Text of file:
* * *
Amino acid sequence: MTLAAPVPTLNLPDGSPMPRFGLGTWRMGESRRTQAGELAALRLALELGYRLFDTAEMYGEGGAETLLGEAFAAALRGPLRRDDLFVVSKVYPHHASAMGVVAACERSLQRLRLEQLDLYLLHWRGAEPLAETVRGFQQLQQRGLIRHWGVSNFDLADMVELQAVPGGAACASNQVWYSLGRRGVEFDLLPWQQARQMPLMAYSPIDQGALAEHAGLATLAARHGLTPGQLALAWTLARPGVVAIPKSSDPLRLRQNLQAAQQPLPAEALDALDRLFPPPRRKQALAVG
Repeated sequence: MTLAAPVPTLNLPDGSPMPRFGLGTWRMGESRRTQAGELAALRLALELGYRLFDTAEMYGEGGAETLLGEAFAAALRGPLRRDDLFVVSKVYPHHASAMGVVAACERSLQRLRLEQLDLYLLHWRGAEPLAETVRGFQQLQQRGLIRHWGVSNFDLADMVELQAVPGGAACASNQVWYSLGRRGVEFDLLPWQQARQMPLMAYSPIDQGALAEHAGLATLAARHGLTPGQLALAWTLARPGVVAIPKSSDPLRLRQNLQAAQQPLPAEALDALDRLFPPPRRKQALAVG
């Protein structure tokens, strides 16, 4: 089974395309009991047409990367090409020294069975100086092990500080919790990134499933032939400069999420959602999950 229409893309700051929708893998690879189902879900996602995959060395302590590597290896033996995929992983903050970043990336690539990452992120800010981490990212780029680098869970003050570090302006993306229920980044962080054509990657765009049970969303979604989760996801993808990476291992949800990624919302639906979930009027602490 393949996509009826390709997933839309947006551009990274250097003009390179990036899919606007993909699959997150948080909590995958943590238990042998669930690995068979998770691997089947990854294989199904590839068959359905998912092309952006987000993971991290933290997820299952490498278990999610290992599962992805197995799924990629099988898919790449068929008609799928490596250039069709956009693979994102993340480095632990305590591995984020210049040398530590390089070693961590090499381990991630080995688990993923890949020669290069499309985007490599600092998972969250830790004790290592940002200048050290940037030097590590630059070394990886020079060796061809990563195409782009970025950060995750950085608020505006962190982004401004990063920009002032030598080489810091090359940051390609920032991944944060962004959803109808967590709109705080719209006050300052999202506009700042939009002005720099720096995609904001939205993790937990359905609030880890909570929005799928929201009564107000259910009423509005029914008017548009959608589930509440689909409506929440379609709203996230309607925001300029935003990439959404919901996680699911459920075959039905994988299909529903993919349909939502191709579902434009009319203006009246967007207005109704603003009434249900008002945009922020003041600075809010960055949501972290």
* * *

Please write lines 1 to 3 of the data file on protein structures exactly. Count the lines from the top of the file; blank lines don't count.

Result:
Amino acid sequence: MTLAAPVPTLNLPDGSPMPRFGLGTWRMGESRRTQAGELAALRLALELGYRLFDTAEMYGEGGAETLLGEAFAAALRGPLRRDDLFVVSKVYPHHASAMGVVAACERSLQRLRLEQLDLYLLHWRGAEPLAETVRGFQQLQQRGLIRHWGVSNFDLADMVELQAVPGGAACASNQVWYSLGRRGVEFDLLPWQQARQMPLMAYSPIDQGALAEHAGLATLAARHGLTPGQLALAWTLARPGVVAIPKSSDPLRLRQNLQAAQQPLPAEALDALDRLFPPPRRKQALAVG
Repeated sequence: MTLAAPVPTLNLPDGSPMPRFGLGTWRMGESRRTQAGELAALRLALELGYRLFDTAEMYGEGGAETLLGEAFAAALRGPLRRDDLFVVSKVYPHHASAMGVVAACERSLQRLRLEQLDLYLLHWRGAEPLAETVRGFQQLQQRGLIRHWGVSNFDLADMVELQAVPGGAACASNQVWYSLGRRGVEFDLLPWQQARQMPLMAYSPIDQGALAEHAGLATLAARHGLTPGQLALAWTLARPGVVAIPKSSDPLRLRQNLQAAQQPLPAEALDALDRLFPPPRRKQALAVG
């Protein structure tokens, strides 16, 4: 089974395309009991047409990367090409020294069975100086092990500080919790990134499933032939400069999420959602999950 229409893309700051929708893998690879189902879900996602995959060395302590590597290896033996995929992983903050970043990336690539990452992120800010981490990212780029680098869970003050570090302006993306229920980044962080054509990657765009049970969303979604989760996801993808990476291992949800990624919302639906979930009027602490 393949996509009826390709997933839309947006551009990274250097003009390179990036899919606007993909699959997150948080909590995958943590238990042998669930690995068979998770691997089947990854294989199904590839068959359905998912092309952006987000993971991290933290997820299952490498278990999610290992599962992805197995799924990629099988898919790449068929008609799928490596250039069709956009693979994102993340480095632990305590591995984020210049040398530590390089070693961590090499381990991630080995688990993923890949020669290069499309985007490599600092998972969250830790004790290592940002200048050290940037030097590590630059070394990886020079060796061809990563195409782009970025950060995750950085608020505006962190982004401004990063920009002032030598080489810091090359940051390609920032991944944060962004959803109808967590709109705080719209006050300052999202506009700042939009002005720099720096995609904001939205993790937990359905609030880890909570929005799928929201009564107000259910009423509005029914008017548009959608589930509440689909409506929440379609709203996230309607925001300029935003990439959404919901996680699911459920075959039905994988299909529903993919349909939502191709579902434009009319203006009246967007207005109704603003009434249900008002945009922020003041600075809010960055949501972290």